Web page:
Process and Operations / Motors and Drives / Technology

Motor Efficiency 2.0

By the end of this year, federal law will require all newly manufactured motors to be more energy efficient.

By Dave Fusaro, Editor in Chief

How many motors do you have in your plant, and how old are they? What would it be worth if they all were 5 percent more energy efficient?

A 1998 Dept. of Energy report found electric motor-driven systems used in industrial processes consume 63 percent of all electricity used in U.S. industry. Motor use in the food industry accounts for 60-70 percent of the typical plant’s total energy costs, according to a consensus of industry experts.

Yet, the purchase price of a motor accounts for a fraction of its actual cost; at least 97 percent of the costs are incurred by electrical consumption over the motor’s service life, according to estimates from Baldor Electric Co. (, Fort Smith, Ark.

“When you consider a typical 50 hp motor costs more than $25,000 to operate continuously in a year, it’s easy to see how just a few percentage points of higher efficiency can quickly reduce electricity costs and enable the motor to pay for itself,” says John Malinowski, Baldor’s senior product manager for AC motors.

2007 may seem like a long time ago, but the Energy Independence and Security Act (EISA) of that year has a section that is important to all manufacturers but is just going into effect this year, Dec. 19, to be precise. EISA builds upon the previous Energy Policy Act of 1992 (EPAct) mandating even higher energy efficiency standards for general purpose, three-phase AC industrial motors 1-500 hp that are manufactured for sale in the U.S.

All motors built after that date will have to comply with the new rules. Which means soon or later after that date, all smaller motors you buy will be the equivalent of NEMA Premium Efficiency motors, and the larger ones will be more energy efficient, too.

General-purpose rating (subtype I) motors 1-200 hp will have to meet a nominal full-load efficiency level based on NEMA Premium efficiency. Subtype II general-purpose motors -- not previously covered by EPAct – up to 500 hp will be required to comply with the energy efficiency standards as defined by NEMA MG 1 (see table).

“Not every three-phase electric motor from 1 to 500 hp configuration falls under EISA, but almost all do,” says Malinowski. “Exceptions include some special OEM designs with proprietary mounting configurations.”

Several motor configurations are not covered by EISA include:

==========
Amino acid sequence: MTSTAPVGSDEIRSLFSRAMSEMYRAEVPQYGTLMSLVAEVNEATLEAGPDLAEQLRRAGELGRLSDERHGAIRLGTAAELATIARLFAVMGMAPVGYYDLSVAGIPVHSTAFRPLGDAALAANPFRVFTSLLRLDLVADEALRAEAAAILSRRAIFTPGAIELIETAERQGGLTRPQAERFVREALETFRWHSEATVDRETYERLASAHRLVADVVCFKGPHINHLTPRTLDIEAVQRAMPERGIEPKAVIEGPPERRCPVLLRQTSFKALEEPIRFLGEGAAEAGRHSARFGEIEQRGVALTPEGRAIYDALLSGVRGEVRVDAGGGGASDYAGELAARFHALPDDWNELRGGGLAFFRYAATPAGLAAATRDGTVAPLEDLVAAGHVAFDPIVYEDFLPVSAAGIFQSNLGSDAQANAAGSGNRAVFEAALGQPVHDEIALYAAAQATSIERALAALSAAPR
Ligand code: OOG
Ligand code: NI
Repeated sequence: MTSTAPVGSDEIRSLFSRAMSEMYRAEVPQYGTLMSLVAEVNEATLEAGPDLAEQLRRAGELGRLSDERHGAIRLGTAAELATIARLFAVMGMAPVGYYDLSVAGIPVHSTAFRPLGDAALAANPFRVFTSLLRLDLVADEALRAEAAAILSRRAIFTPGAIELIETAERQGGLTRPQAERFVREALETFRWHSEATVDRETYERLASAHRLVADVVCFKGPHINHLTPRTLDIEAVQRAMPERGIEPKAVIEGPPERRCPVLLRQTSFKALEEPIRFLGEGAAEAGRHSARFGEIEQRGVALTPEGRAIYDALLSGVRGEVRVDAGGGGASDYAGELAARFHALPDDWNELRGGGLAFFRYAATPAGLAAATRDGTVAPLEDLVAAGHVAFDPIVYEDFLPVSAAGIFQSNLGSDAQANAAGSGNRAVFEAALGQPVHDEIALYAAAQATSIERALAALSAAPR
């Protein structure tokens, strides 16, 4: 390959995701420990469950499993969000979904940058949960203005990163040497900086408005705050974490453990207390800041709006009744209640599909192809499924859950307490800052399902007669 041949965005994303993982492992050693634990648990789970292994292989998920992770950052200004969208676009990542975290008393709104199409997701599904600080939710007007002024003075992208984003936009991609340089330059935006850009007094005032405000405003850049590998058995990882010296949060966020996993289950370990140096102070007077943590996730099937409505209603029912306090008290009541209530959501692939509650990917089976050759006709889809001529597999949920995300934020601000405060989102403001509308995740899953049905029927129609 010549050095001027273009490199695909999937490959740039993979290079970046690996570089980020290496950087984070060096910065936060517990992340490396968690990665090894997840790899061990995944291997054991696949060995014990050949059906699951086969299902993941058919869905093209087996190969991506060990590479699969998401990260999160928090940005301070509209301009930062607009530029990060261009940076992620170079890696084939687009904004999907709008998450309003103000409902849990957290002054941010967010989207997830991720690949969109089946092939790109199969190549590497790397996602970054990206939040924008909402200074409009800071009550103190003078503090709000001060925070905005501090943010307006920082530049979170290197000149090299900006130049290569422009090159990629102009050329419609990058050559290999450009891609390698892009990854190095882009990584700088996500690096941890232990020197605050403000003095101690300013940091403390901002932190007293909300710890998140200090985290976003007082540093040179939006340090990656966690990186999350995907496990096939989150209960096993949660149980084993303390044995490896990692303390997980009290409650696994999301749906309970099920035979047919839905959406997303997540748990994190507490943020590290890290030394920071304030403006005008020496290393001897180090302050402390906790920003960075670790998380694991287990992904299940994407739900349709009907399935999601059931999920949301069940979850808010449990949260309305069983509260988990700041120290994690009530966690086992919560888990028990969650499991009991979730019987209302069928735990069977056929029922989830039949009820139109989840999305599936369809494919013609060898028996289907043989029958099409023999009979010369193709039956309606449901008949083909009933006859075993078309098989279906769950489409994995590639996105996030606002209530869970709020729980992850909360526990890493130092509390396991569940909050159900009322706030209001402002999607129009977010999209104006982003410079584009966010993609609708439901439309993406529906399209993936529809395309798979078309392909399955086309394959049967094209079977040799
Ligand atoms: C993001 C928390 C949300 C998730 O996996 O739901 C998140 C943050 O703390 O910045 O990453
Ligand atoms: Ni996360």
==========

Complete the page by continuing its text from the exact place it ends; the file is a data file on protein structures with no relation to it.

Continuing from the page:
• Single phase motors
  • DC motors
  • Design D with high slip
  • Adjustable speed with optimized windings
  • Customized OEM mounting
  • Intermittent duty
  • Integral with gearing or brake where motor cannot be used separately
  • Submersible motors

EISA does not affect any inventories of electric motors. The law only applies to new motors manufactured after Dec. 19, 2010. Motors in inventory on that date can be sold or used as before the law.

EISA does not contain any requirement to replace electric motors in use. Nor does the law affect the repair of older motors already in service. So the requirements affect only motor manufacturers, not end-users.

Malinowksi notes the U.S. leads the rest of the world in use of premium efficient motors. The Europe Union recently announced it would mandate the premium level of motors in 2017.

The new energy efficiency rules for manufacturers confirm the No. 1 demand from customers of W.W. Grainger Inc. ( : driving down operational costs, according to David Strzyzynski, director of segment strategies for manufacturing industries for the Lake Forest, Ill., industrial distributor.

Grainger held its annual “Total MRO Solutions” event in January in Orlando, Fla. It’s a conference, trade show and networking opportunity for Grainger, its customers and its manufacturing partners; 4,000 customers were there, including more than 100 in the food & beverage industry.

Sustainability is a top concern for Grainger customers, and energy savings is their top method of achieving sustainability. Grainger stocks products that help reduce costs and emissions associated with the burning of fossil fuels.

“Through our supplier partnerships and recent acquisition of Alliance Energy Solutions, we are able to offer training, needs assessments and audits in areas such as energy, water, green cleaning and waste reduction,” says a spokesperson for the company.

In particular, Grainger last November bought Alliance Energy Solutions, Oxford, Conn., a multi-region energy services company that manages energy-efficient retrofits for facilities. AES solutions involve lighting, HVAC systems, direct digital controls, compressor upgrades and industrial process improvements, and the unit has expertise in securing government incentives, rebates and tax benefits.

Other key issues brought up at the meeting, according to Strzyzynski, are managing (usually meaning minimizing) inventory, both motors and repair parts, gaining or maintaining facility food safety certifications and employee safety.